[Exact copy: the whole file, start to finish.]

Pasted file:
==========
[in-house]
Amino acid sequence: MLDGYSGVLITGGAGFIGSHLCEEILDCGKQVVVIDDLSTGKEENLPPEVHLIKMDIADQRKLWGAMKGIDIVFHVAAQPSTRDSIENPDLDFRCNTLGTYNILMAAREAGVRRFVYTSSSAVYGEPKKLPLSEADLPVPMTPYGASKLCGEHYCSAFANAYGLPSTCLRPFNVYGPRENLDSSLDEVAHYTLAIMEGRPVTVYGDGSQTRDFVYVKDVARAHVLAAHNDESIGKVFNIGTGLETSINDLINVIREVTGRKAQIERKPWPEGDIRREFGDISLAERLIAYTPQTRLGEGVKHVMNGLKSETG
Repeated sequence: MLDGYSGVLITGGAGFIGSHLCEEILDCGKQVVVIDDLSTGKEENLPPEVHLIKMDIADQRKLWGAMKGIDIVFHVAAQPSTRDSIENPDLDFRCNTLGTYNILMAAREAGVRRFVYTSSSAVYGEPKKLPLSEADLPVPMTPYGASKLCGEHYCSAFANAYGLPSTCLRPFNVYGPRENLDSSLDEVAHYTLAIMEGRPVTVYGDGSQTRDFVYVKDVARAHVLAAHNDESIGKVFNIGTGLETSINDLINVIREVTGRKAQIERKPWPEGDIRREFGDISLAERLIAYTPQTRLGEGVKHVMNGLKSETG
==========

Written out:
[in-house]
Amino acid sequence: MLDGYSGVLITGGAGFIGSHLCEEILDCGKQVVVIDDLSTGKEENLPPEVHLIKMDIADQRKLWGAMKGIDIVFHVAAQPSTRDSIENPDLDFRCNTLGTYNILMAAREAGVRRFVYTSSSAVYGEPKKLPLSEADLPVPMTPYGASKLCGEHYCSAFANAYGLPSTCLRPFNVYGPRENLDSSLDEVAHYTLAIMEGRPVTVYGDGSQTRDFVYVKDVARAHVLAAHNDESIGKVFNIGTGLETSINDLINVIREVTGRKAQIERKPWPEGDIRREFGDISLAERLIAYTPQTRLGEGVKHVMNGLKSETG
Repeated sequence: MLDGYSGVLITGGAGFIGSHLCEEILDCGKQVVVIDDLSTGKEENLPPEVHLIKMDIADQRKLWGAMKGIDIVFHVAAQPSTRDSIENPDLDFRCNTLGTYNILMAAREAGVRRFVYTSSSAVYGEPKKLPLSEADLPVPMTPYGASKLCGEHYCSAFANAYGLPSTCLRPFNVYGPRENLDSSLDEVAHYTLAIMEGRPVTVYGDGSQTRDFVYVKDVARAHVLAAHNDESIGKVFNIGTGLETSINDLINVIREVTGRKAQIERKPWPEGDIRREFGDISLAERLIAYTPQTRLGEGVKHVMNGLKSETG